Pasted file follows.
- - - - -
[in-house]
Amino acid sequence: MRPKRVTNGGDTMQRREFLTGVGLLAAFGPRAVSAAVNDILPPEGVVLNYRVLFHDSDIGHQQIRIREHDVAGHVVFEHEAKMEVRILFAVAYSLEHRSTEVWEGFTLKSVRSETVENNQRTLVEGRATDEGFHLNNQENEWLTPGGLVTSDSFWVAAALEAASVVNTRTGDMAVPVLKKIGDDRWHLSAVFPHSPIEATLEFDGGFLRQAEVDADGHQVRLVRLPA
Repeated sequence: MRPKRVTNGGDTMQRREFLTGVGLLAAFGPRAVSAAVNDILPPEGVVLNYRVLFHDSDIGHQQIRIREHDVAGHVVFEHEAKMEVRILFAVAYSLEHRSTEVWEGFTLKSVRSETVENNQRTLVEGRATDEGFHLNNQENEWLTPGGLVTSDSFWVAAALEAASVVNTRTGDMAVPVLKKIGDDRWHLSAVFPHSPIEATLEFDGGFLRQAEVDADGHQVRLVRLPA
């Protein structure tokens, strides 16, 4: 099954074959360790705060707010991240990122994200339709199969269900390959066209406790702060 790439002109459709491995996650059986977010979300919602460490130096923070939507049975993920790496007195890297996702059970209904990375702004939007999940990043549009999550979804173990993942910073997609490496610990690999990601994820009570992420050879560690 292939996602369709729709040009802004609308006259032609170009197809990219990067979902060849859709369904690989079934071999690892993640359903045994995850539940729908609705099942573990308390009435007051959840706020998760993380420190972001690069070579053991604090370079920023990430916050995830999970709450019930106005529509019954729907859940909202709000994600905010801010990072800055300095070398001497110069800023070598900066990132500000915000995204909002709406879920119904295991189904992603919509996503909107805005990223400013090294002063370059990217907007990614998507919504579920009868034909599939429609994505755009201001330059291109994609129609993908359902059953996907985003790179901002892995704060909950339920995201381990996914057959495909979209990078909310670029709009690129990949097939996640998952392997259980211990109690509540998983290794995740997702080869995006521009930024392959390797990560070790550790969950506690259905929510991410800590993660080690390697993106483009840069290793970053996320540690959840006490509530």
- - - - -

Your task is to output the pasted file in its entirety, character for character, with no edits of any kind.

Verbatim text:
[in-house]
Amino acid sequence: MRPKRVTNGGDTMQRREFLTGVGLLAAFGPRAVSAAVNDILPPEGVVLNYRVLFHDSDIGHQQIRIREHDVAGHVVFEHEAKMEVRILFAVAYSLEHRSTEVWEGFTLKSVRSETVENNQRTLVEGRATDEGFHLNNQENEWLTPGGLVTSDSFWVAAALEAASVVNTRTGDMAVPVLKKIGDDRWHLSAVFPHSPIEATLEFDGGFLRQAEVDADGHQVRLVRLPA
Repeated sequence: MRPKRVTNGGDTMQRREFLTGVGLLAAFGPRAVSAAVNDILPPEGVVLNYRVLFHDSDIGHQQIRIREHDVAGHVVFEHEAKMEVRILFAVAYSLEHRSTEVWEGFTLKSVRSETVENNQRTLVEGRATDEGFHLNNQENEWLTPGGLVTSDSFWVAAALEAASVVNTRTGDMAVPVLKKIGDDRWHLSAVFPHSPIEATLEFDGGFLRQAEVDADGHQVRLVRLPA
């Protein structure tokens, strides 16, 4: 099954074959360790705060707010991240990122994200339709199969269900390959066209406790702060 790439002109459709491995996650059986977010979300919602460490130096923070939507049975993920790496007195890297996702059970209904990375702004939007999940990043549009999550979804173990993942910073997609490496610990690999990601994820009570992420050879560690 292939996602369709729709040009802004609308006259032609170009197809990219990067979902060849859709369904690989079934071999690892993640359903045994995850539940729908609705099942573990308390009435007051959840706020998760993380420190972001690069070579053991604090370079920023990430916050995830999970709450019930106005529509019954729907859940909202709000994600905010801010990072800055300095070398001497110069800023070598900066990132500000915000995204909002709406879920119904295991189904992603919509996503909107805005990223400013090294002063370059990217907007990614998507919504579920009868034909599939429609994505755009201001330059291109994609129609993908359902059953996907985003790179901002892995704060909950339920995201381990996914057959495909979209990078909310670029709009690129990949097939996640998952392997259980211990109690509540998983290794995740997702080869995006521009930024392959390797990560070790550790969950506690259905929510991410800590993660080690390697993106483009840069290793970053996320540690959840006490509530």